If television is the new novel, and online streaming is the new television, then Orange is the New Black, a literate online drama, couldn’t be more of the moment. The 13-part prison series appeared in full on Netflix in July, joining the revived comedy Arrested Development and the political drama House of Cards among the first wave of Netflix’s original programming.
It’s hard to quantify a Netflix success, given that the company does not release viewing figures, but in just two months, OITNB has entered the pop-cultural debate, inspiring a mass of critical analysis and the sort of dedicated blogs that contain breathy fan fiction. It also turned binge-watching into a competitive sport: “Oh, you saw it in a week? Well, I watched it all in a weekend.”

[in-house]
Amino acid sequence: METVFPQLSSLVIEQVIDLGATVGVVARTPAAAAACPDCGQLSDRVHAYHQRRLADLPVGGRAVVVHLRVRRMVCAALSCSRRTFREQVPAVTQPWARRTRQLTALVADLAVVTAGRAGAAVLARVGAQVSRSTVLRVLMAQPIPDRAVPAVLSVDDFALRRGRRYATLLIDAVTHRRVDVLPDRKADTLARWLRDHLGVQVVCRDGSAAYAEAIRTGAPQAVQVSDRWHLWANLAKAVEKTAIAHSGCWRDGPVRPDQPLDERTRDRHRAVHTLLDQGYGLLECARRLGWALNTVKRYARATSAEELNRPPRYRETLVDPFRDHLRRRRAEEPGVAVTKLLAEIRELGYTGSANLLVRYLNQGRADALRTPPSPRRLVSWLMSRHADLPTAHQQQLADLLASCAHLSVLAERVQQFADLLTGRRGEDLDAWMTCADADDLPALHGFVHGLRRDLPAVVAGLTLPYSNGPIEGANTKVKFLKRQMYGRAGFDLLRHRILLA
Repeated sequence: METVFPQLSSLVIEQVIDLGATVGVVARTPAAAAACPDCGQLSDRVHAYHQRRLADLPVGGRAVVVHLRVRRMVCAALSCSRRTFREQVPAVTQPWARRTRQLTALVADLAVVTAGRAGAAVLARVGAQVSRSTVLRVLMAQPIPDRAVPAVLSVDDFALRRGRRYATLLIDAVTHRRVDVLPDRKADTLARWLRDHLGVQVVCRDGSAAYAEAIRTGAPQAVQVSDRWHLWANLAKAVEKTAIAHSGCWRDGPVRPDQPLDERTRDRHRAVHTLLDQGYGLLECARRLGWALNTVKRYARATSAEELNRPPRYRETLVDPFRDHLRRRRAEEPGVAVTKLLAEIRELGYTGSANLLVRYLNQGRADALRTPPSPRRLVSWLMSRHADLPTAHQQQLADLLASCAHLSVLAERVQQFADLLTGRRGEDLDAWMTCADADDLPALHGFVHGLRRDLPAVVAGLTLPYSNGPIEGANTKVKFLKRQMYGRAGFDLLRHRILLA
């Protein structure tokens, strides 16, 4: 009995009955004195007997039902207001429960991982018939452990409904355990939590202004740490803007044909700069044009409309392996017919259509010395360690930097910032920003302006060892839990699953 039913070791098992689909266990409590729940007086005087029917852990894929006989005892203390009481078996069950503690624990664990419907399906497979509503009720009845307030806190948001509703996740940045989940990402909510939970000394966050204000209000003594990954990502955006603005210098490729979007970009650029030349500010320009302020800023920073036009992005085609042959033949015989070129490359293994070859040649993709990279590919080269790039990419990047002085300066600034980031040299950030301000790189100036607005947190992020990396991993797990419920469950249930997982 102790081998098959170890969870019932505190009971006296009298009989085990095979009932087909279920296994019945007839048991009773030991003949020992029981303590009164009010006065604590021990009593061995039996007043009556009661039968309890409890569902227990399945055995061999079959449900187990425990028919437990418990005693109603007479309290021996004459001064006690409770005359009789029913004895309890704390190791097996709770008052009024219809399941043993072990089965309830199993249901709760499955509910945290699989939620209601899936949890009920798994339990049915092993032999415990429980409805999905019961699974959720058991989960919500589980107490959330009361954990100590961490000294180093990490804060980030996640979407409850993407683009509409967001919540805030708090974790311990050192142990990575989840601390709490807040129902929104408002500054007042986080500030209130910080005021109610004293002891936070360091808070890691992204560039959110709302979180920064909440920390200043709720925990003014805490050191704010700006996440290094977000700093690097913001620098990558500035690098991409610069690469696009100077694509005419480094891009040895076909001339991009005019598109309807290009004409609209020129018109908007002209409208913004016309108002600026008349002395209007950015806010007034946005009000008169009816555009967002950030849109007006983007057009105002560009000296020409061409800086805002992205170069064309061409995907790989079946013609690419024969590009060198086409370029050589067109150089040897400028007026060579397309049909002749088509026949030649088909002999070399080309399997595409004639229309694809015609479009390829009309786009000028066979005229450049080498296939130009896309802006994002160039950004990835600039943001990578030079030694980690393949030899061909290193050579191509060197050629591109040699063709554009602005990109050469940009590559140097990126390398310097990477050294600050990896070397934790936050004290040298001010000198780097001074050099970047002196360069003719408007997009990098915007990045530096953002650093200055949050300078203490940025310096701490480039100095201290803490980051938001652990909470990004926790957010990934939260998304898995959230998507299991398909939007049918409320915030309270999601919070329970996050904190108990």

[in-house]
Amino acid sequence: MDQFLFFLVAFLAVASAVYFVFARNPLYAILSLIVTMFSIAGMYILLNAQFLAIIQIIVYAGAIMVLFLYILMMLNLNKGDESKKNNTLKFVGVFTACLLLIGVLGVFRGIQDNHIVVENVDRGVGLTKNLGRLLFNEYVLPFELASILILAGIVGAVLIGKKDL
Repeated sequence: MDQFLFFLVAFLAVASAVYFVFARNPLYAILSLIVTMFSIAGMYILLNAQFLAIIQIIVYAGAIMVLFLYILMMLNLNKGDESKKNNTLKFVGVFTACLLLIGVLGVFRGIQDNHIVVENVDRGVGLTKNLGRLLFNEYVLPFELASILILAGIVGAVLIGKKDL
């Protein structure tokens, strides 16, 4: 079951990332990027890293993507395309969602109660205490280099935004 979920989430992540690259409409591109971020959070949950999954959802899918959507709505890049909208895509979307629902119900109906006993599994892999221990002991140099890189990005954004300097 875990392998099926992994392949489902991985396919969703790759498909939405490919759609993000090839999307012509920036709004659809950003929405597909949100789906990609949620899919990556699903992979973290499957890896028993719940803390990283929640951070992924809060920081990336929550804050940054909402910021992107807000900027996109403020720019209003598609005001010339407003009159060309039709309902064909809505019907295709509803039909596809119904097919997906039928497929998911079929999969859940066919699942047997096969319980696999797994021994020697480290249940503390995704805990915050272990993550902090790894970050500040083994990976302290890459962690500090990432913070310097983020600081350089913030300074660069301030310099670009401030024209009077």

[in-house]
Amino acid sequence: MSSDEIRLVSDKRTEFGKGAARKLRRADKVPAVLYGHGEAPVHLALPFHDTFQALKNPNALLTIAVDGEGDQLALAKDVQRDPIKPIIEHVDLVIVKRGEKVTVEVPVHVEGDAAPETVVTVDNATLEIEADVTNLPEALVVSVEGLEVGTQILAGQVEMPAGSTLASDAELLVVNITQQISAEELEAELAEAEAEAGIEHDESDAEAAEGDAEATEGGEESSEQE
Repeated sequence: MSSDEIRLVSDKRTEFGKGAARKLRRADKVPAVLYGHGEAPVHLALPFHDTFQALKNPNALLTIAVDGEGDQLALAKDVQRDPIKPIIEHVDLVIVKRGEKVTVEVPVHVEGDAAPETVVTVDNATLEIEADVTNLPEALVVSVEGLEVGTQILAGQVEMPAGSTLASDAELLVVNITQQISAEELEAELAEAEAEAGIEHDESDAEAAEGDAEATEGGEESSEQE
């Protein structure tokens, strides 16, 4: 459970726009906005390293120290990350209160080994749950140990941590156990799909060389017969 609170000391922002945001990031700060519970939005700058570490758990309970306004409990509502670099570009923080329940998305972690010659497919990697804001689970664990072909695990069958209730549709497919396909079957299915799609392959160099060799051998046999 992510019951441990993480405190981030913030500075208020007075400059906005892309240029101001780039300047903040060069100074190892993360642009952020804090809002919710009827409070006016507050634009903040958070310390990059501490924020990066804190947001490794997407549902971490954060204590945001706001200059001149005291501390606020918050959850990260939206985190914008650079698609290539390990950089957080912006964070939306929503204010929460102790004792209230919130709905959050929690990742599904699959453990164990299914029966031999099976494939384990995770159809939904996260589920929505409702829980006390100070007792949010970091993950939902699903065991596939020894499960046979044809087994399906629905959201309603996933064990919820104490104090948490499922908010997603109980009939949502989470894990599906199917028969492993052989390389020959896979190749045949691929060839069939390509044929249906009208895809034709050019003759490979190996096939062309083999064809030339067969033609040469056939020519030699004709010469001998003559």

The show was adapted from Orange is the New Black: My Time in a Women’s Prison by Piper Kerman. Kerman had spent time in a low-security institution after a decade-old drug-related trafficking offence was exposed by a former lover; her low-key memoir told the story of a middle-class woman suddenly finding herself in a tough new world. Kerman subsequently became an advocate for prison reform.
Source: The Guardian